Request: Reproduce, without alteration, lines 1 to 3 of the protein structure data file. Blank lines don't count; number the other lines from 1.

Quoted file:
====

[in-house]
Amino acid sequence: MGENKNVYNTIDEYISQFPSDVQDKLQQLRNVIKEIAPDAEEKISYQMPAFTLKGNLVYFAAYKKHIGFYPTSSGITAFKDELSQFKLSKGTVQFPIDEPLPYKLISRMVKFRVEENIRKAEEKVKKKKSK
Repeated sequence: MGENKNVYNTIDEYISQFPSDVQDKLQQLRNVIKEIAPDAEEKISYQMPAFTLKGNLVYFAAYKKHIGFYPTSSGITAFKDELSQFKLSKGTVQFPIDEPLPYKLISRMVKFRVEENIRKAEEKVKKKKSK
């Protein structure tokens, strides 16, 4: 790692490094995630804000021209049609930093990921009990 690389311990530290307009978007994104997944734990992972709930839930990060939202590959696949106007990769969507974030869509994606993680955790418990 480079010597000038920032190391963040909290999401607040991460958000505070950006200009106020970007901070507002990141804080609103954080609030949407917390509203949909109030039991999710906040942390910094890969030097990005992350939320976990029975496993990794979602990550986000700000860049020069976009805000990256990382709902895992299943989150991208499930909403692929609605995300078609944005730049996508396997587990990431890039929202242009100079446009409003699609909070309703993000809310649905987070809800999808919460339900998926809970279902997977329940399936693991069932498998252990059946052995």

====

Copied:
[in-house]
Amino acid sequence: MGENKNVYNTIDEYISQFPSDVQDKLQQLRNVIKEIAPDAEEKISYQMPAFTLKGNLVYFAAYKKHIGFYPTSSGITAFKDELSQFKLSKGTVQFPIDEPLPYKLISRMVKFRVEENIRKAEEKVKKKKSK
Repeated sequence: MGENKNVYNTIDEYISQFPSDVQDKLQQLRNVIKEIAPDAEEKISYQMPAFTLKGNLVYFAAYKKHIGFYPTSSGITAFKDELSQFKLSKGTVQFPIDEPLPYKLISRMVKFRVEENIRKAEEKVKKKKSK